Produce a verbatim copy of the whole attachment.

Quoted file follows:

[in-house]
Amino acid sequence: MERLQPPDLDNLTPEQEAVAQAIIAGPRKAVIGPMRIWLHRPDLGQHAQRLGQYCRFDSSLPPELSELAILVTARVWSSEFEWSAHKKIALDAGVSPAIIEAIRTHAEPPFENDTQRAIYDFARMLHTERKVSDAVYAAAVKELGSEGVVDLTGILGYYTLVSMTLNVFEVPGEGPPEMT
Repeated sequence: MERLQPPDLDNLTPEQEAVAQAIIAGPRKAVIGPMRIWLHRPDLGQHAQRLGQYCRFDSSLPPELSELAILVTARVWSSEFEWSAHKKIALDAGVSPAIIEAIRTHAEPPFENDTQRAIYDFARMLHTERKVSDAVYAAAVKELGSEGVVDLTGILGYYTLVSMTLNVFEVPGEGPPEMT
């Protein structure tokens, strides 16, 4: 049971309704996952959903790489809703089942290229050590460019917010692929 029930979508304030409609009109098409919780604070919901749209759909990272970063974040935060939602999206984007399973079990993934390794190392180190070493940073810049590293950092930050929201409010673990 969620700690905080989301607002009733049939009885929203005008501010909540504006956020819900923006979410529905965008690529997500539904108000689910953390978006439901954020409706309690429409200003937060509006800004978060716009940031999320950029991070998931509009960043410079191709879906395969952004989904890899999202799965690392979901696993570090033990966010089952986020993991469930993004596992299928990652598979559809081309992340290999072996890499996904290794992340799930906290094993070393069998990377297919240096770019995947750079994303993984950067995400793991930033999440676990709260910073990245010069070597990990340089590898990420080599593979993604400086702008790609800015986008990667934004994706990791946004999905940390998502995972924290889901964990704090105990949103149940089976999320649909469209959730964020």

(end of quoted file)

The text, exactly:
[in-house]
Amino acid sequence: MERLQPPDLDNLTPEQEAVAQAIIAGPRKAVIGPMRIWLHRPDLGQHAQRLGQYCRFDSSLPPELSELAILVTARVWSSEFEWSAHKKIALDAGVSPAIIEAIRTHAEPPFENDTQRAIYDFARMLHTERKVSDAVYAAAVKELGSEGVVDLTGILGYYTLVSMTLNVFEVPGEGPPEMT
Repeated sequence: MERLQPPDLDNLTPEQEAVAQAIIAGPRKAVIGPMRIWLHRPDLGQHAQRLGQYCRFDSSLPPELSELAILVTARVWSSEFEWSAHKKIALDAGVSPAIIEAIRTHAEPPFENDTQRAIYDFARMLHTERKVSDAVYAAAVKELGSEGVVDLTGILGYYTLVSMTLNVFEVPGEGPPEMT
């Protein structure tokens, strides 16, 4: 049971309704996952959903790489809703089942290229050590460019917010692929 029930979508304030409609009109098409919780604070919901749209759909990272970063974040935060939602999206984007399973079990993934390794190392180190070493940073810049590293950092930050929201409010673990 969620700690905080989301607002009733049939009885929203005008501010909540504006956020819900923006979410529905965008690529997500539904108000689910953390978006439901954020409706309690429409200003937060509006800004978060716009940031999320950029991070998931509009960043410079191709879906395969952004989904890899999202799965690392979901696993570090033990966010089952986020993991469930993004596992299928990652598979559809081309992340290999072996890499996904290794992340799930906290094993070393069998990377297919240096770019995947750079994303993984950067995400793991930033999440676990709260910073990245010069070597990990340089590898990420080599593979993604400086702008790609800015986008990667934004994706990791946004999905940390998502995972924290889901964990704090105990949103149940089976999320649909469209959730964020």